Industrial Park to Help Finns Set Up Businesses
These Finnish companies will help others open businesses in Russia and provide support.
Published: June 6, 2012 (Issue # 1711)
Finnish company Industry Park East Management and the government of the Leningrad Oblast’s Vsevolozhsk district signed a lease agreement on 20.5 hectares of land to be used for the company’s Industrial Park Morozova at the Finnish Business Forum last week.
The park, which will be located in the village of Morozova, 35 kilometers from St. Petersburg, is designed to house small and medium-sized Finnish companies that work in metal processing and other types of production.
In addition to their manufacturing capacities and infrastructure development, the companies will provide clients with services ranging from helping people open businesses in Russia to providing support for projects that have already been launched.
Industry Park East Management will invest about 15 billion euros ($18.6 billion) in the park, whose first stage is scheduled to be completed in 2014 and the second in 2015.
Martti Huttunen, president of Industry Park East Management, said the new facility would help bring more Finnish companies to Russia because the park would become “a convenient, profitable and safe basis for entry into the Russian market.”
“In fact, it’s not that easy to open a foreign business or production line in Russia, especially for small and medium-sized businesses,” Huttunen said.
“When foreign companies, in particular small and medium-sized ones, come to Russia, they often just do not know how to deal with local legislation, administration, infrastructure and other things,” Huttunen said in an interview with The St. Petersburg Times. “Therefore they need someone to take them by the hand and help them. That’s a service our company will provide, along with many other ones,” he added.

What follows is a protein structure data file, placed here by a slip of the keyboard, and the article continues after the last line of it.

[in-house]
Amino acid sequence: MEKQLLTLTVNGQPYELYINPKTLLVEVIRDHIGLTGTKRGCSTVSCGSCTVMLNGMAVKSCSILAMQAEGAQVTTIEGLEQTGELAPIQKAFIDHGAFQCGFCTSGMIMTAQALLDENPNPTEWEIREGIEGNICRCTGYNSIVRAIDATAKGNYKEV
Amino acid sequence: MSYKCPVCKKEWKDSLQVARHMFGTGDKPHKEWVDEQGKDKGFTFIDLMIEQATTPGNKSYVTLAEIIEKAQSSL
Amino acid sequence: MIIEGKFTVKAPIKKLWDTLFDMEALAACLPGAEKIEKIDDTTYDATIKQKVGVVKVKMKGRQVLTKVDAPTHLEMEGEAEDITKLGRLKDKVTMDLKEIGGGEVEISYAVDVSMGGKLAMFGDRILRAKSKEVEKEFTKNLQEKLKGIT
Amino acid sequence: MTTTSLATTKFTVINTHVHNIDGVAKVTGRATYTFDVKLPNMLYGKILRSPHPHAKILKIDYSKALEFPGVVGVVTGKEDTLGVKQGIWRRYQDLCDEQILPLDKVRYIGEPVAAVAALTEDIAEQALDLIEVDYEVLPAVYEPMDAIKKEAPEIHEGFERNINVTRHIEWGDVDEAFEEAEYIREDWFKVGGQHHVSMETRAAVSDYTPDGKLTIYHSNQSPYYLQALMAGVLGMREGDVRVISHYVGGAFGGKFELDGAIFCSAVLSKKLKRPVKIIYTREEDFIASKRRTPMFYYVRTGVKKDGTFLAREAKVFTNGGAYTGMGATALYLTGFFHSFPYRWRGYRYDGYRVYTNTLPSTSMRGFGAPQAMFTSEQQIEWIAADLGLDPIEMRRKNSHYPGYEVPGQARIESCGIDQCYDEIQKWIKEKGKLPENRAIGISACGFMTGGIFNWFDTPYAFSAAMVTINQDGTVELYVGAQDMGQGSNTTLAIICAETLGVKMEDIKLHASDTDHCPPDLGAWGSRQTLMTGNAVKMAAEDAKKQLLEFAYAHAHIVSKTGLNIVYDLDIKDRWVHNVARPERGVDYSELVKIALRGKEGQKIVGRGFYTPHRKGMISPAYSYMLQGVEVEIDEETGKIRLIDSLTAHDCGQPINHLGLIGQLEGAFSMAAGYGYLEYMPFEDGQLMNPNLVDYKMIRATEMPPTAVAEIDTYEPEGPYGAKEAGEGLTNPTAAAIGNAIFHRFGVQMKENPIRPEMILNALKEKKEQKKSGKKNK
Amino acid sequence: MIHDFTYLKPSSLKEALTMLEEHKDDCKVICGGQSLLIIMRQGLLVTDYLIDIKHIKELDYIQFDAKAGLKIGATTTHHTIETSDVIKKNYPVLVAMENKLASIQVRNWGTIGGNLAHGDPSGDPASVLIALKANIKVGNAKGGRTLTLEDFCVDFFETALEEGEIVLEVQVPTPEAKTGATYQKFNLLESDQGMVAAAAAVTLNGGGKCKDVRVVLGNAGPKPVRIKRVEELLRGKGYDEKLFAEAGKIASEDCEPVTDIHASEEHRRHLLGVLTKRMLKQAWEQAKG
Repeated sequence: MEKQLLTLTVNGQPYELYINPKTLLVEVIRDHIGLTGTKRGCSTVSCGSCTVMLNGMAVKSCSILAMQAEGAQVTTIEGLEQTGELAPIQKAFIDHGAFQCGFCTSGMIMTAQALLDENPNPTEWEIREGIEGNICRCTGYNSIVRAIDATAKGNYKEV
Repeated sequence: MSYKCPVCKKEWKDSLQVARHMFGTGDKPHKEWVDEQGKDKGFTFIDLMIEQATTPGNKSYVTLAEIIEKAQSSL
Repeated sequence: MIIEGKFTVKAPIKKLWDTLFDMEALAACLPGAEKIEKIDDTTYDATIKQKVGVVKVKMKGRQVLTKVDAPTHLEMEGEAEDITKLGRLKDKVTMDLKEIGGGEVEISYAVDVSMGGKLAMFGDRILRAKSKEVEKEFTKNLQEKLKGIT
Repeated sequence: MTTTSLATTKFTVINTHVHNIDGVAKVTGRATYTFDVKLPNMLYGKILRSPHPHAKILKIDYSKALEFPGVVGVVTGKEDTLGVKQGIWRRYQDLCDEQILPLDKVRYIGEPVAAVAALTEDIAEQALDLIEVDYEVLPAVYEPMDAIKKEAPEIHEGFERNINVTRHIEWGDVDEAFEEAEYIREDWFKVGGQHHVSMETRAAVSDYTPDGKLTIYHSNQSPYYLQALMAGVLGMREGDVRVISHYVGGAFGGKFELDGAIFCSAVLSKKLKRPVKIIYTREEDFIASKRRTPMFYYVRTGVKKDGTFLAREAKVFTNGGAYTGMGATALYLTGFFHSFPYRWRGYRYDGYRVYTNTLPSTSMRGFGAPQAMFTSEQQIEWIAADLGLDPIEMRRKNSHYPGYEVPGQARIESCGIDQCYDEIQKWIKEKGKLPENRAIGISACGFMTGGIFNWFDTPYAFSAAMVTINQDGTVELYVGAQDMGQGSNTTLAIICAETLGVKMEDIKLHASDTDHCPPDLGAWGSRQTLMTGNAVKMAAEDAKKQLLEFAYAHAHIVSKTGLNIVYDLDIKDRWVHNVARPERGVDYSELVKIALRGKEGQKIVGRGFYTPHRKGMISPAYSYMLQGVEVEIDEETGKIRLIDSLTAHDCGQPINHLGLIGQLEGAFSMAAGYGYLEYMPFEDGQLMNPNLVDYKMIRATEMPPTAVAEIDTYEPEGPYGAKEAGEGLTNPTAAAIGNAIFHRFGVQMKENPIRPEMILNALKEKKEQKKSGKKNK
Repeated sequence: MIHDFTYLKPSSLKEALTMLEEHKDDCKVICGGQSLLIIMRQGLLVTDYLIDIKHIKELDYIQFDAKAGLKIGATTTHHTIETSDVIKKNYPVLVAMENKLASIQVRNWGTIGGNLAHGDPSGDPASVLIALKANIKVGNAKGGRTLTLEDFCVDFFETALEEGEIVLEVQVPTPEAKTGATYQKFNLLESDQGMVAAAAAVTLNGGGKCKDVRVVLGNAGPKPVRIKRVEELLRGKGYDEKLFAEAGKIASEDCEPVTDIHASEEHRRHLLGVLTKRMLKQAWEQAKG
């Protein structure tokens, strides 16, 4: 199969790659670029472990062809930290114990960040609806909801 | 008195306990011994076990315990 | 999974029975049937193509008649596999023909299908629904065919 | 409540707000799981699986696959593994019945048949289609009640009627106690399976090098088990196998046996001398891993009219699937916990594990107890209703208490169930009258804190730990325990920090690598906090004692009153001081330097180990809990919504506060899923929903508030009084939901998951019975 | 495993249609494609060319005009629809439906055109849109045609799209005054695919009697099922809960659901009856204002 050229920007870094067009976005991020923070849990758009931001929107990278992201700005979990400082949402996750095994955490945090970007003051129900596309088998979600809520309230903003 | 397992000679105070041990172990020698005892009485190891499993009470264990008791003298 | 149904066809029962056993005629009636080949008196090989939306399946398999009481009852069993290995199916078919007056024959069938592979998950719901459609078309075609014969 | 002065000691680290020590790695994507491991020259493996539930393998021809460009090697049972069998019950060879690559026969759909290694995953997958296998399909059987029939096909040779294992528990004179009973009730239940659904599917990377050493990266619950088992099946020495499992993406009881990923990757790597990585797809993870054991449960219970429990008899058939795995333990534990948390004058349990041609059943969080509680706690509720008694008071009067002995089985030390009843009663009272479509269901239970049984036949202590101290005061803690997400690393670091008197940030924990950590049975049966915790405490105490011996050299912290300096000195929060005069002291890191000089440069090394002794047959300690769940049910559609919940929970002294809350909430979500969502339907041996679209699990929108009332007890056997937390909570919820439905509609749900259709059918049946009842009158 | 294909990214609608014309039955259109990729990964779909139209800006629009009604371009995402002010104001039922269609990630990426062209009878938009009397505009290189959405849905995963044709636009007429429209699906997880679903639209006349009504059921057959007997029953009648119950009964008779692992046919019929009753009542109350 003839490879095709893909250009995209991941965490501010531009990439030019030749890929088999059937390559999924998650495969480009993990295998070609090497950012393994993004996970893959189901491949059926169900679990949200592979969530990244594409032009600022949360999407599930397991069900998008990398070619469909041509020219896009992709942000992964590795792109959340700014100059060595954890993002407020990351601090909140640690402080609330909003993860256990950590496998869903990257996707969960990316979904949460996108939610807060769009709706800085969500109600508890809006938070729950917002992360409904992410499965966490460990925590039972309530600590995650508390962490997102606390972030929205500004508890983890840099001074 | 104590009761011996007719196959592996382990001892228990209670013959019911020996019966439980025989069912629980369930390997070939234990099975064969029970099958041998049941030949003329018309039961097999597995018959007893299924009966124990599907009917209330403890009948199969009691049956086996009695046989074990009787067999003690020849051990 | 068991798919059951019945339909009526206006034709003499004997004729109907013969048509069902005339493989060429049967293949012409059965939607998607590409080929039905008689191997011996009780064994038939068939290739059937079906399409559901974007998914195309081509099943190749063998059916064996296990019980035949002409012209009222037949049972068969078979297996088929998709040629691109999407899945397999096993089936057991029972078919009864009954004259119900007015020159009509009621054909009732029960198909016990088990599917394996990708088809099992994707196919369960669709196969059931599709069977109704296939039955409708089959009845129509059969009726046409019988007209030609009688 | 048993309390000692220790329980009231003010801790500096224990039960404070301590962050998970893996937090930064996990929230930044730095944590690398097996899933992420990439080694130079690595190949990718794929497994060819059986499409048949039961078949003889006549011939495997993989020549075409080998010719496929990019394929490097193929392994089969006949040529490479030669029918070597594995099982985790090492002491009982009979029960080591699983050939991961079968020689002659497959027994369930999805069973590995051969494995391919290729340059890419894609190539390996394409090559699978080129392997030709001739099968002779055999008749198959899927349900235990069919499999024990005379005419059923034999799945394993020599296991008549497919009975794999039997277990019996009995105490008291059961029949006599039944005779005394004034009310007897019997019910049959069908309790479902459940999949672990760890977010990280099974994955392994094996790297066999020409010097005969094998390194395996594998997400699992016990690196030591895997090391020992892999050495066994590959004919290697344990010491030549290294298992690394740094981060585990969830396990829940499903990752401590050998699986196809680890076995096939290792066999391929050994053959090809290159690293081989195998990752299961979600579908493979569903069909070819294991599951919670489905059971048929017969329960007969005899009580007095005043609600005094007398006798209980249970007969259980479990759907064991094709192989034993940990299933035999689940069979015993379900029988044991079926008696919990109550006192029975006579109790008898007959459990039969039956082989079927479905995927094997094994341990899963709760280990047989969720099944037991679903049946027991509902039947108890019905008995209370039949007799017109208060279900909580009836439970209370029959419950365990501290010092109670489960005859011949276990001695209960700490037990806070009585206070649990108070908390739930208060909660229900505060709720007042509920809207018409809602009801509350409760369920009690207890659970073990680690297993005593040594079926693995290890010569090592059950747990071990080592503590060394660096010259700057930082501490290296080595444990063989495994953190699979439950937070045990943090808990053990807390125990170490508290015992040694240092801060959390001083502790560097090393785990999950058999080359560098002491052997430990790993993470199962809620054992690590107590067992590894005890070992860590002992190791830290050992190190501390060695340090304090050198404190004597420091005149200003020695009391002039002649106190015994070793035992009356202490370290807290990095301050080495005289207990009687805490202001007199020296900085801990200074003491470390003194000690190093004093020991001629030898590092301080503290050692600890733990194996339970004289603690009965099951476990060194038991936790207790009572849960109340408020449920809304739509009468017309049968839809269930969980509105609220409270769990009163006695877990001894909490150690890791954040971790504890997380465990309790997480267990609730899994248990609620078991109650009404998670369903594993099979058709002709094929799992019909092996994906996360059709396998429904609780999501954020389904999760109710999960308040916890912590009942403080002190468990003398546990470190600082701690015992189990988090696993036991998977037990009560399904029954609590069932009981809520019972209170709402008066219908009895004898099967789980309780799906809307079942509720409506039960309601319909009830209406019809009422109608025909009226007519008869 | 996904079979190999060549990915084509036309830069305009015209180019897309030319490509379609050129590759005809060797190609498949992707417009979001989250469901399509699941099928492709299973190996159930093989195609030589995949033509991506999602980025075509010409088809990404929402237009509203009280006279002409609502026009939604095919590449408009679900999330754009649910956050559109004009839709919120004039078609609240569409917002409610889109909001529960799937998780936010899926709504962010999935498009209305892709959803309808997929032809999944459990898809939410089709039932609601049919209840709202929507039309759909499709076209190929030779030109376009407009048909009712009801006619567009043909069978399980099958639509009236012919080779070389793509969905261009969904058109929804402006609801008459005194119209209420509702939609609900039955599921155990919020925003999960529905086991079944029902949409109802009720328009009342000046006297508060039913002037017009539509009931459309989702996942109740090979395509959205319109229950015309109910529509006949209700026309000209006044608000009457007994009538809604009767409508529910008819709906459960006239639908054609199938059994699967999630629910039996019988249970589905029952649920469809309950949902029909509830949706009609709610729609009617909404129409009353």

“Newcomers often don’t know where to buy property, what today’s lease rates are, what those rates will be tomorrow, what resources to use — Finnish or local ones — what the real background of the person they hire is, how to modify their infrastructure and how much it costs, etc,” Huttunen said.
“Another complicated part of the process is the administrative barriers, which can make the process of opening a business long and complicated,” he said. “Businessmen often need to collect a lot of documents, wait up to three months to get them signed, then get together another batch of documents and wait another three months for signatures. In addition, laws sometimes change and tax services do not always work as they should. Since we have experience in all of these spheres, we can help to make the process of opening a business here go more smoothly,” he said.
Park East’s services will cover four major areas. The first offers help with preliminary planning, including researching opportunities and investment needs of a company planning to enter the Russian market. The research will be carried out in the company’s head office in Finland and in the country where the new business is to be launched.
The second area will ensure that the production facilities meet European standards. The technical maintenance and cleaning of equipment and machinery will be performed to European ecological standards.
The third service will help small and medium-sized Finnish businesses launch their projects on the Russian market on time and without problems with aspects such as setting up a business, getting all of the necessary licenses, finding personnel and technical support.
In the fourth stage, Park East will help new companies make business contacts with people such as successful professionals in their field and company representatives interested in the client’s production and services.
Huttunen said the park’s planned location is convenient as it is on the highway to Finland and Moscow.